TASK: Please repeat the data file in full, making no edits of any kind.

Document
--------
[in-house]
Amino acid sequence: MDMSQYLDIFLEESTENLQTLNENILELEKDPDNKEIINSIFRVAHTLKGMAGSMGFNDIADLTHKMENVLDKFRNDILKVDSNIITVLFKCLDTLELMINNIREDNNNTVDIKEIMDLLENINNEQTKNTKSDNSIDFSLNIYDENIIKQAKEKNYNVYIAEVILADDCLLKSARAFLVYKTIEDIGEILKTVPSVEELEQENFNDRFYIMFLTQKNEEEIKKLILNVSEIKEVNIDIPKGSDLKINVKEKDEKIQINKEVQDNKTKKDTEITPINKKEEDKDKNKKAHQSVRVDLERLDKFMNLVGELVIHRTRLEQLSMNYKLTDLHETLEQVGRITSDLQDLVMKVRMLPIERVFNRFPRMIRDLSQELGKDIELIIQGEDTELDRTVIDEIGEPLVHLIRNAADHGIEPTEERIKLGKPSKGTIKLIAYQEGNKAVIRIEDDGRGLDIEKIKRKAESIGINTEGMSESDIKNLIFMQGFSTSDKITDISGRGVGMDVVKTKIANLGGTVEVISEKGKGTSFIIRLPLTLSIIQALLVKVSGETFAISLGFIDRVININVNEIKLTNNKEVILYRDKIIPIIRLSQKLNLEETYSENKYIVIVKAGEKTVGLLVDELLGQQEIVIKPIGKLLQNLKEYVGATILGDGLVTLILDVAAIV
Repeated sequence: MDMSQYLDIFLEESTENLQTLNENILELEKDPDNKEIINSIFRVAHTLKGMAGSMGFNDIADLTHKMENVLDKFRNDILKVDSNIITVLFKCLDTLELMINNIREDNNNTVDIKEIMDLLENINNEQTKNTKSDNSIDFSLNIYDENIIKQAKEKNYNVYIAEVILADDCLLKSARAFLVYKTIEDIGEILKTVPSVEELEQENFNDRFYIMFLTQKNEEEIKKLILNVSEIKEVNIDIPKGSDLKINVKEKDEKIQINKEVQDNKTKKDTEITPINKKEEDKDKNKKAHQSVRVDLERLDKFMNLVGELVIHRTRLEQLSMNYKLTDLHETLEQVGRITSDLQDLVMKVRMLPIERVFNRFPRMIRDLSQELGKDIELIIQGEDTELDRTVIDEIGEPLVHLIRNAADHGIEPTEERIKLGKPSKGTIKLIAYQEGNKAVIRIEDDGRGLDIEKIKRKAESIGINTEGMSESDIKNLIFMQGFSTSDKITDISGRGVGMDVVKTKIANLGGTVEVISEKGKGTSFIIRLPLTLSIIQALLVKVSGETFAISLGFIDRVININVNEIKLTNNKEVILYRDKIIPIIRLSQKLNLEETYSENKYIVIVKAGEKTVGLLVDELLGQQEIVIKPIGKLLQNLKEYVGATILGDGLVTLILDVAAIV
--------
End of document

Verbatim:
[in-house]
Amino acid sequence: MDMSQYLDIFLEESTENLQTLNENILELEKDPDNKEIINSIFRVAHTLKGMAGSMGFNDIADLTHKMENVLDKFRNDILKVDSNIITVLFKCLDTLELMINNIREDNNNTVDIKEIMDLLENINNEQTKNTKSDNSIDFSLNIYDENIIKQAKEKNYNVYIAEVILADDCLLKSARAFLVYKTIEDIGEILKTVPSVEELEQENFNDRFYIMFLTQKNEEEIKKLILNVSEIKEVNIDIPKGSDLKINVKEKDEKIQINKEVQDNKTKKDTEITPINKKEEDKDKNKKAHQSVRVDLERLDKFMNLVGELVIHRTRLEQLSMNYKLTDLHETLEQVGRITSDLQDLVMKVRMLPIERVFNRFPRMIRDLSQELGKDIELIIQGEDTELDRTVIDEIGEPLVHLIRNAADHGIEPTEERIKLGKPSKGTIKLIAYQEGNKAVIRIEDDGRGLDIEKIKRKAESIGINTEGMSESDIKNLIFMQGFSTSDKITDISGRGVGMDVVKTKIANLGGTVEVISEKGKGTSFIIRLPLTLSIIQALLVKVSGETFAISLGFIDRVININVNEIKLTNNKEVILYRDKIIPIIRLSQKLNLEETYSENKYIVIVKAGEKTVGLLVDELLGQQEIVIKPIGKLLQNLKEYVGATILGDGLVTLILDVAAIV
Repeated sequence: MDMSQYLDIFLEESTENLQTLNENILELEKDPDNKEIINSIFRVAHTLKGMAGSMGFNDIADLTHKMENVLDKFRNDILKVDSNIITVLFKCLDTLELMINNIREDNNNTVDIKEIMDLLENINNEQTKNTKSDNSIDFSLNIYDENIIKQAKEKNYNVYIAEVILADDCLLKSARAFLVYKTIEDIGEILKTVPSVEELEQENFNDRFYIMFLTQKNEEEIKKLILNVSEIKEVNIDIPKGSDLKINVKEKDEKIQINKEVQDNKTKKDTEITPINKKEEDKDKNKKAHQSVRVDLERLDKFMNLVGELVIHRTRLEQLSMNYKLTDLHETLEQVGRITSDLQDLVMKVRMLPIERVFNRFPRMIRDLSQELGKDIELIIQGEDTELDRTVIDEIGEPLVHLIRNAADHGIEPTEERIKLGKPSKGTIKLIAYQEGNKAVIRIEDDGRGLDIEKIKRKAESIGINTEGMSESDIKNLIFMQGFSTSDKITDISGRGVGMDVVKTKIANLGGTVEVISEKGKGTSFIIRLPLTLSIIQALLVKVSGETFAISLGFIDRVININVNEIKLTNNKEVILYRDKIIPIIRLSQKLNLEETYSENKYIVIVKAGEKTVGLLVDELLGQQEIVIKPIGKLLQNLKEYVGATILGDGLVTLILDVAAIV